Jesus – it would seem – loved a good party.
John weaves the theme of festivals and feasts in throughout his account of Jesus’ life. The settings of Jesus’ teachings in chapter 5-10 are Jewish festivals, one after another: A Feast of the Jews (Sabbath), ch. 5; Passover, ch. 6; Tabernacles/Booths, ch. 7-10:21; Feast of Dedication, ch. 10:22-42.
In each of these festivals, Jesus is claiming to be greater, to be the fulfillment of the story, or the ritual, or the symbol that the festival centered around. Jesus uses these feasts and national holidays to reveal his true identity and mission. These texts are just packed with layer and layer of Jesus – Jesus revealing His nature, His character, His power, His mission!
A few weeks back I had the privilege to preach on the John 10 passage. You probably know the Feast of Dedications by what it’s commonly called today: Hanukkah. You won’t find references to Hanukkah in the Old Testament. It developed later, between the Old and New Testaments. It started about 160 years before Jesus. And although we don’t often think of it as such today, in Jesus day Hanukkah was very much a political holiday. It’s about leadership – true and false shepherds.
The long and short of it is this: In 167 BC, the Syrian Antiochus IV Epiphanes overran Jerusalem and declared war on God. Antioch IV ransacked the Temple and turned it into a cesspool of sin. He made laws banning the possession of the Jewish scriptures (it was a capital offense!). As you might expect, this put some pressure on the Jews of Jerusalem. Some capitulated; they gave in; they tried to find power under the new ruler. The office of High Priest continued on… but it was sold to the highest bidder under Antiochus IV’s rule. On the other hand, some sought to remain faithful. Judas Maccabaeus (‘Judas the Hammer’) – among others – led Jews in guerilla-style warfare, and eventually recaptured the city and the Temple in 164 BC (three years later). So the Feast of Dedication remembers the re-dedication and re-consecration of the Temple (and this is where the menorah and oil often associated with Hanukkah come into play).
One of the major themes remembered during this feast was the contrast between good shepherds and bad shepherds (bad shepherds were plentiful during the rule of Antiochus). In fact, every year, the Jews would read from Ezekiel 34 in the Hanukkah liturgy. It was a judgment and a caution. Hear God’s words to the “false shepherds” of Israel:
Ezek. 34:1 The word of the LORD came to me: 2 “Son of man, prophesy against the shepherds of Israel; prophesy, and say to them, even to the shepherds, Thus says the Lord GOD: Ah, shepherds of Israel who have been feeding yourselves! Should not shepherds feed the sheep? 3 You eat the fat, you clothe yourselves with the wool, you slaughter the fat ones, but you do not feed the sheep. 4 The weak you have not strengthened, the sick you have not healed, the injured you have not bound up, the strayed you have not brought back, the lost you have not sought, and with force and harshness you have ruled them.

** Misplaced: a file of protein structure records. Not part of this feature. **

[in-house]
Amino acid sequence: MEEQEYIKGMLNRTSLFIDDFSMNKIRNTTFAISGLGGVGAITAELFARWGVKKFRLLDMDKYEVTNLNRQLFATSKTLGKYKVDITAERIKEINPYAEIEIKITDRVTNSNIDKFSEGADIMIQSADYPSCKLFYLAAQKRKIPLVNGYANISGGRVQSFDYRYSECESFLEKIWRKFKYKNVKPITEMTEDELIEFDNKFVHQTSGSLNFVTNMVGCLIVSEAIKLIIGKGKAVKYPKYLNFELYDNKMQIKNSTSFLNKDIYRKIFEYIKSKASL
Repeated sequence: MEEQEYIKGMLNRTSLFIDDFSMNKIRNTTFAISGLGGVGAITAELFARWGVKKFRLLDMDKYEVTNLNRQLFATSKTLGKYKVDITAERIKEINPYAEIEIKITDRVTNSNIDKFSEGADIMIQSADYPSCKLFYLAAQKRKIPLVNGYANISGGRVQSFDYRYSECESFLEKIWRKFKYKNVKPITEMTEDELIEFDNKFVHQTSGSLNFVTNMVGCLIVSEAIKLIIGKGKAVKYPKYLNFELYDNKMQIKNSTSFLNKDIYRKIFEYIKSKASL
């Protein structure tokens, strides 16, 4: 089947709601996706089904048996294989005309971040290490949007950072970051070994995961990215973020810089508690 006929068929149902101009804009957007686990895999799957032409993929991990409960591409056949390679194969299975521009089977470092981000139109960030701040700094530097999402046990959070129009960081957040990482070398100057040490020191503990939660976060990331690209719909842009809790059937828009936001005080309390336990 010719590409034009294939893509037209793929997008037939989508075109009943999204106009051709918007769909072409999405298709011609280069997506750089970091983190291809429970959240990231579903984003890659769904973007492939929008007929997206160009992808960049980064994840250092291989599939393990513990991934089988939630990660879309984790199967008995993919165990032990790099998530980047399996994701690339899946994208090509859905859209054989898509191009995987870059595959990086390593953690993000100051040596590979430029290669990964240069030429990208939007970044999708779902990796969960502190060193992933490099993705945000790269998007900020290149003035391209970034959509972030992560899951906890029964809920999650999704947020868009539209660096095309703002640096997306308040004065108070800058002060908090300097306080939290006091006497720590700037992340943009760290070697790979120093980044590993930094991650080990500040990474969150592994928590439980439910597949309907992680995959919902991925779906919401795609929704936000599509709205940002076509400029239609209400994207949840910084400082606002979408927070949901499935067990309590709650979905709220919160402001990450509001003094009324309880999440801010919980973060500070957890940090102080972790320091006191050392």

Not only does God speak judgment against the false shepherds of Israel, but hear this: God promises that He Himself will be their shepherd. Ezekiel 34, from v. 11
Ezek. 34:11 “For thus says the Lord GOD: Behold, I, I myself will search for my sheep and will seek them out. 12 As a shepherd seeks out his flock when he is among his sheep that have been scattered, so will I seek out my sheep, and I will rescue them from all places where they have been scattered on a day of clouds and thick darkness… 15 I myself will be the shepherd of my sheep, and I myself will make them lie down, declares the Lord GOD.
And so it’s in this context, when some of the Jews corner Jesus in the Temple at the Feast of Dedication, they ask: “Look, just tell us straight up – are you the Messiah?”
Jesus says, “I told you, but you don’t believe.” And it’s as if Jesus is pointing to the Ezekiel passage (which is fresh on everyone’s mind) and saying, “Look, that’s what I’m doing. I’m the good shepherd. I and the Father are one… that time that Ezekiel talks about – God’s Himself shepherding His people – that’s now, that’s me!”
How does the crowd react? They pick up stones to murder Jesus – to silence His “blasphemy.”
In His defense, Jesus goes on to say that He was consecrated and sent into the world (by the Father, v.36). Consecrate – to declare something holy, to set it apart. Remember, that is what Hanukkah celebrated, the re-consecration of the Temple. And just like that, Jesus commandeers the imagery and uses it to reveal His glory!
As people are in the Temple during a time of intense devotion to the Temple, Jesus says, “I’m the consecrated One sent from heaven.” Jesus is the holy place; He stands between man and God; He’s the one who get our devotion. Christians don’t generally celebrate Hanukkah, because Jesus is our consecrated place. Jesus is the presence of God among us!